England’s ‘freedom day’ to be day of fear for elderly people, charities warn

Boris Johnson’s “freedom day” will be a day of fear for elderly and vulnerable people and those with compromised or suppressed immune systems, for whom the efficacy of vaccines is much reduced, charities have warned.

Amelia Hill www.theguardian.com

Citing the statement by the new health secretary, Sajid Javid, that Covid infections could surge to a record 100,000 a day in a few weeks after all social distancing and mask-wearing regulations are removed in England, Blood Cancer UK has said that 19 July “will be the day that it feels like freedoms are being taken away from” many people.

“People with blood cancer are unlikely to have got as much protection from the vaccines as people without cancer,” the charity said in a tweet. “Lots of you have also told us it’s been great to start getting back to normal over the last couple of months.

“The reason many of you have felt able to do this is that the people around you have been keeping their distance and wearing masks. We’re appealing to the public to continue to be considerate because there’s no way of knowing if the person next to you is immunocompromised.”

Jan Shortt, the general secretary of the National Pensioners’ Convention, said that the 50 deaths a day being projected by many health experts as a direct result of the ending of restrictions were likely to be among the UK’s oldest and most vulnerable.

“The ‘free-for-all’ depicted in the information from government sources is making older people (and potentially others in society) anxious about going out into crowds and being targeted because they are either wearing a mask or not,” she said.

But it is not only older people who are scared and angry. Eve, who is 34 and unable to work because of disabilities, said the relaxation of the rules will “mean I’m rendered housebound by those who choose not to wear masks”.

“The so-called freedom day is, for us, the exact opposite,” she said. “Shame on those who made this decision and those who choose, going forward, not to wear a mask. You are part of why I will not be able to go outside, just as I was starting to enjoy a bit of actual freedom again – which, for me, has been that I now sometimes go into a shop. That’s all I’ve had. And now it is being taken away. I feel hopeless.”

Cathy Bass, a 39-year-old office worker in Lincolnshire, said the younger generation felt they had been sold out by the government’s decision.

“As a younger person who’s only recently had a first dose of the vaccine, I feel a bit betrayed by the decision,” she said. “We’ve sacrificed so much during the pandemic mostly for the sake of protecting the older population, yet apparently we can’t keep the small step of wearing a mask in certain places for just three more months while we wait for all of the adult population to have had the chance to be fully vaccinated and to be as safe as it’s possible to be from coronavirus, including the effects of Long Covid.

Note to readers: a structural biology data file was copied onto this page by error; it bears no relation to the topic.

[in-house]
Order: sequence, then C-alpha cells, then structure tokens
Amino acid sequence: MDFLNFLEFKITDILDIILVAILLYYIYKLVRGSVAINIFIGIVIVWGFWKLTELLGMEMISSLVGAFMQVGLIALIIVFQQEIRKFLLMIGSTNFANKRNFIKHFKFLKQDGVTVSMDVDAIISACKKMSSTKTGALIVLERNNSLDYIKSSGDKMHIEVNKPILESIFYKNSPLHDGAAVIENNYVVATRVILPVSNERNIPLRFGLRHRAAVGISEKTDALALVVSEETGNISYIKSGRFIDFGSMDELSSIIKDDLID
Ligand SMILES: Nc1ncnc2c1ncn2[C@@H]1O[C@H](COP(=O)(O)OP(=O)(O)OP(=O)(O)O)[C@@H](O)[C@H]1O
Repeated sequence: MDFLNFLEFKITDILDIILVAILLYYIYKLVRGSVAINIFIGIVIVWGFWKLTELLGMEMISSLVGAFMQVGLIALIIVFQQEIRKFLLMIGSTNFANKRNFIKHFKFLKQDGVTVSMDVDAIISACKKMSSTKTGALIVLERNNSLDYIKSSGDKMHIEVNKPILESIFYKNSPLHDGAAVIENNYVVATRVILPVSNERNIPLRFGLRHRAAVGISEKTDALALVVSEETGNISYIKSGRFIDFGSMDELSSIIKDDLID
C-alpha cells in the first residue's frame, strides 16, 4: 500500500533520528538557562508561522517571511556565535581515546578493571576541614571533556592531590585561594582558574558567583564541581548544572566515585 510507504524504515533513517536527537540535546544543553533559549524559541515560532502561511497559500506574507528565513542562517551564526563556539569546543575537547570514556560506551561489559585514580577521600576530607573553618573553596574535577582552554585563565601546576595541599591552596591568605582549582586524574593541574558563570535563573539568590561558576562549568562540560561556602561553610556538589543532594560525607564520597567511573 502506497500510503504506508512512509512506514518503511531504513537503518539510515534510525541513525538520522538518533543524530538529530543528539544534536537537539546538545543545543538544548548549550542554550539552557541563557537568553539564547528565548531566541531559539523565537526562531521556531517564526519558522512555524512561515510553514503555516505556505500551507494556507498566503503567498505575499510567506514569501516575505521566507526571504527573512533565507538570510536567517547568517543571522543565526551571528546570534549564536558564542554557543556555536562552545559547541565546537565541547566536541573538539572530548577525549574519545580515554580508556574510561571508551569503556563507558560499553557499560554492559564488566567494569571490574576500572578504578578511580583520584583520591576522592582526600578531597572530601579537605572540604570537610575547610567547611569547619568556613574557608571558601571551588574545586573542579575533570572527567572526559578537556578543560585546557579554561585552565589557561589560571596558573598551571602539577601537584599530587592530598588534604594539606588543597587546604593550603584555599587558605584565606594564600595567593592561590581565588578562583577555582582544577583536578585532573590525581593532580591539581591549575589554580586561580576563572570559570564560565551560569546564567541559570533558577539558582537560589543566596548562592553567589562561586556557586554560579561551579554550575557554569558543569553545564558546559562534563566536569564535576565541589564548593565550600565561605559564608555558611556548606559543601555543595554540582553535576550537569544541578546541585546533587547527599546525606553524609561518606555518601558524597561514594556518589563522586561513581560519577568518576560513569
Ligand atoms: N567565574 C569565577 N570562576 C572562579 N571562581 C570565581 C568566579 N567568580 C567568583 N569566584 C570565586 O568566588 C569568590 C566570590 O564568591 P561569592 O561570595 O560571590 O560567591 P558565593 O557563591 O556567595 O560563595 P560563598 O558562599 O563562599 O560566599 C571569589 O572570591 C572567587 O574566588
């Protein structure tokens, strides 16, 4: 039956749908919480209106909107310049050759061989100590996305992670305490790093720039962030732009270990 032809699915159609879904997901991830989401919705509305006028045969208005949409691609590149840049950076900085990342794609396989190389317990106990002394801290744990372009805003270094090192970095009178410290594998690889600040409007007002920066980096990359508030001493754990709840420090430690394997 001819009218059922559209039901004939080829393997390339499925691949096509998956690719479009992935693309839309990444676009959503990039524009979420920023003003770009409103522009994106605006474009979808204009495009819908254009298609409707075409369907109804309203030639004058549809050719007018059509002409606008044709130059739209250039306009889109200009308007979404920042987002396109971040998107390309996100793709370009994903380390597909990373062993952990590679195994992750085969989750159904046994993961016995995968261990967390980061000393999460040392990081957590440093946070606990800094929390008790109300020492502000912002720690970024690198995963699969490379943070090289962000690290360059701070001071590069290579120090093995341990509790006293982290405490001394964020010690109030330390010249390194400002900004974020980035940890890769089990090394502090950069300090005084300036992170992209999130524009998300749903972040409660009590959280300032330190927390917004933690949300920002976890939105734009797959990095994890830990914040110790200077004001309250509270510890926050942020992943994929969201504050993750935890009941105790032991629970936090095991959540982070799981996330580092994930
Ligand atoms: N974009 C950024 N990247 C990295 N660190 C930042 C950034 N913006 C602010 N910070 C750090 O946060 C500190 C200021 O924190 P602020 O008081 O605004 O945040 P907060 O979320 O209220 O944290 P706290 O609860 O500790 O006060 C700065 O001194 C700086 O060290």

“Not to mention keeping unvaccinated under-18s safe – and helping stop the development of new variants,” she added.

Ellie from Leigh in Greater Manchester is 38 and lives with her partner, both of whom are classed as clinically extremely vulnerable.

“My partner and I have had our lives on hold for the past 18 months,” she said. “We’re just at the point where we can start to get out a little more and start mixing with friends and family. The idea that masks will no longer be mandatory terrifies me. I feel that as a disabled and vulnerable woman I’ll be excluded more and more from being able to participate in normal life.

“If people will not be wearing masks then I don’t want to return to supermarket shopping with my carer, to going out for lunch with my mum or attending events where lots of people will be present,” she added.

Jacquie Rogers, a 64-year-old author from Malvern said the relaxation in the rules will “condemn” her to having to avoid all places where others congregate.

The author, who is immunosuppressed and has been shielding since the start of the pandemic, said she “relies on others to protect me”.

Emerging data from John Hopkins and other research centres suggest the efficacy of the vaccine is very low for people like me compared with others of my age,” she said. “I suspect my options outdoors will contract, too, with restrictions lifting, meaning even fewer opportunity for me to socialise or even shop.”